BackgroundHealthcare workers have a 16 times greater risk of suffering workplace violence than workers in other sectors and around 50% experience workplace violence in the course of their career. The objective of this study is to explore the characteristics and circumstances of work-related killings of doctors.MethodsWork-related homicides of doctors over the period 1988-2019 were identified retrospectively through the Italian national statistical agencies. Variables such as perpetrator, motive and location of the crime were obtained through forensic psychiatric work. After classification, the absolute and percent values of the main characteristics of the homicides were calculated.ResultsOver the period considered, 21 doctors were killed in Italy in connection with their professional activity. In 52% (n=11) of cases, the killer was one of the doctor's patients, in 29% (n=6) of cases it was a patient's relative, in 19% (n=4) an occasional patient (first consultation). The location of the homicide was a community clinic in 48% (n=10) of cases, the street in 19% (n=4) of cases, the doctor's home in 14% (n=3), the hospital in 14% (n=3) and the patient's home in 5% (n=1). In 57% (n=12) of cases the perpetrator was not affected by any mental disorders. The motive for the homicide was revenge in 66.7% (n=14) of cases; in 28.6% (n=6) the revenge was preceded by stalking.ConclusionsDoctors should be aware that the risk of being killed is not limited to hospital settings and that their patients' family members might also pose a threat to them.

Six things to know about the homicides of doctors: a review of 30 years from Italy / Lorettu, Liliana; Nivoli, Alessandra; Daga, Irma; Milia, Paolo; Depalmas, Cristiano; Nivoli, Giancarlo; Bellizzi, Saverio. - In: BMC PUBLIC HEALTH. - ISSN 1471-2458. - 21:1(2021), p. 1318. [10.1186/s12889-021-11404-5]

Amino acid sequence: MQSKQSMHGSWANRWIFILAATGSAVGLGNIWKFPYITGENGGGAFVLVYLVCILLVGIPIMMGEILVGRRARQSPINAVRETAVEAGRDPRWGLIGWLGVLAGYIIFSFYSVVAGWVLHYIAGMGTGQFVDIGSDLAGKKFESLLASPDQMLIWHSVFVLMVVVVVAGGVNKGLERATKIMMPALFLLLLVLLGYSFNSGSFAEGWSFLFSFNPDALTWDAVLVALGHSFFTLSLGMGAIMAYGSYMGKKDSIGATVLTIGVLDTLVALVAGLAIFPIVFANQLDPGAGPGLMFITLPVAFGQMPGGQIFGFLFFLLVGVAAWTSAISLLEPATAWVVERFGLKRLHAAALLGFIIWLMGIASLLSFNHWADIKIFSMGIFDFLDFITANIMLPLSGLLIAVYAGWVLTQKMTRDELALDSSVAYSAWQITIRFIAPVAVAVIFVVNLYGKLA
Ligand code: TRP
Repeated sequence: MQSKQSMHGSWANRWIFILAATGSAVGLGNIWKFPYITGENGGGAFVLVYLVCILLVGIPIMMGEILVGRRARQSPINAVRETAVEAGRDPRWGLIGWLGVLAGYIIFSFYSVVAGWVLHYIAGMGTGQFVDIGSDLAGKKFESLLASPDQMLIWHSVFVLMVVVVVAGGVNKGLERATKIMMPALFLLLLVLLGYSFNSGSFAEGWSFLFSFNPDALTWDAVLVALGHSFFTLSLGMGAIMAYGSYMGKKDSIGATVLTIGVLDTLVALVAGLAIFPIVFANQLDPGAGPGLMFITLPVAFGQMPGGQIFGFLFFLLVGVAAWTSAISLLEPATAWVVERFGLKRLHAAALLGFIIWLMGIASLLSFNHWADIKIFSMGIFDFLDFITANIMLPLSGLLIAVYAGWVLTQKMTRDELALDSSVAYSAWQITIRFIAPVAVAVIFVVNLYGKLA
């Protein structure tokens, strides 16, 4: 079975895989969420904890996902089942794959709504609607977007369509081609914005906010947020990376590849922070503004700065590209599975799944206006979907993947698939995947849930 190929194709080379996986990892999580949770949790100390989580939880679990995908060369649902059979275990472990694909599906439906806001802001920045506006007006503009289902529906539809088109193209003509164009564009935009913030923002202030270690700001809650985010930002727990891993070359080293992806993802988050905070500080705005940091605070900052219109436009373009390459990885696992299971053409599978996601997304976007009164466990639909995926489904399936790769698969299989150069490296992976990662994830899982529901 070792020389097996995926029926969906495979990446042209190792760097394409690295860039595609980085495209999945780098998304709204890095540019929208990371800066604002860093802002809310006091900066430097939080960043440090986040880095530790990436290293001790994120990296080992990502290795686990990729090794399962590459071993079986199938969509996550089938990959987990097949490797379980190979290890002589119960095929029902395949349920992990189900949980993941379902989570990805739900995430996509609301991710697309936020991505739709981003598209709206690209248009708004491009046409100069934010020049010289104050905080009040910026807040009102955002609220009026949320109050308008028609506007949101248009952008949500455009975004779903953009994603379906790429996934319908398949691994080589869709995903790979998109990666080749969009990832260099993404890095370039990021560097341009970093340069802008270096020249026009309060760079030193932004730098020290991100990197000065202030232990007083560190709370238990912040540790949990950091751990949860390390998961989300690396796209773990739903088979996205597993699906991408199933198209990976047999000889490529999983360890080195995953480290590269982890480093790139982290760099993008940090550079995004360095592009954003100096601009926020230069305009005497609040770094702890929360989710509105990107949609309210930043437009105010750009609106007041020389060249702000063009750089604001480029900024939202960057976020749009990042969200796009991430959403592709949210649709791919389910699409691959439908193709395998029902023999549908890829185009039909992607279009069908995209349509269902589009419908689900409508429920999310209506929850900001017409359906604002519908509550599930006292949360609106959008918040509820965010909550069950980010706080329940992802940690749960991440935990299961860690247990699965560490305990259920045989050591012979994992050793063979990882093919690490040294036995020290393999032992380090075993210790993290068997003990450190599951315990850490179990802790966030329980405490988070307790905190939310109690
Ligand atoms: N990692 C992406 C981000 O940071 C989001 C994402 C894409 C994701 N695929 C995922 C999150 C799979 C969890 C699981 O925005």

Six things to know about the homicides of doctors: a review of 30 years from Italy

Lorettu, Liliana;Nivoli, Alessandra;Milia, Paolo;Depalmas, Cristiano;Nivoli, Giancarlo;
2021-01-01

Abstract

BackgroundHealthcare workers have a 16 times greater risk of suffering workplace violence than workers in other sectors and around 50% experience workplace violence in the course of their career. The objective of this study is to explore the characteristics and circumstances of work-related killings of doctors.MethodsWork-related homicides of doctors over the period 1988-2019 were identified retrospectively through the Italian national statistical agencies. Variables such as perpetrator, motive and location of the crime were obtained through forensic psychiatric work. After classification, the absolute and percent values of the main characteristics of the homicides were calculated.ResultsOver the period considered, 21 doctors were killed in Italy in connection with their professional activity. In 52% (n=11) of cases, the killer was one of the doctor's patients, in 29% (n=6) of cases it was a patient's relative, in 19% (n=4) an occasional patient (first consultation). The location of the homicide was a community clinic in 48% (n=10) of cases, the street in 19% (n=4) of cases, the doctor's home in 14% (n=3), the hospital in 14% (n=3) and the patient's home in 5% (n=1). In 57% (n=12) of cases the perpetrator was not affected by any mental disorders. The motive for the homicide was revenge in 66.7% (n=14) of cases; in 28.6% (n=6) the revenge was preceded by stalking.ConclusionsDoctors should be aware that the risk of being killed is not limited to hospital settings and that their patients' family members might also pose a threat to them.
2021
Six things to know about the homicides of doctors: a review of 30 years from Italy / Lorettu, Liliana; Nivoli, Alessandra; Daga, Irma; Milia, Paolo; Depalmas, Cristiano; Nivoli, Giancarlo; Bellizzi, Saverio. - In: BMC PUBLIC HEALTH. - ISSN 1471-2458. - 21:1(2021), p. 1318. [10.1186/s12889-021-11404-5]
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Utilizza questo identificativo per citare o creare un link a questo documento: https://hdl.handle.net/11388/308569
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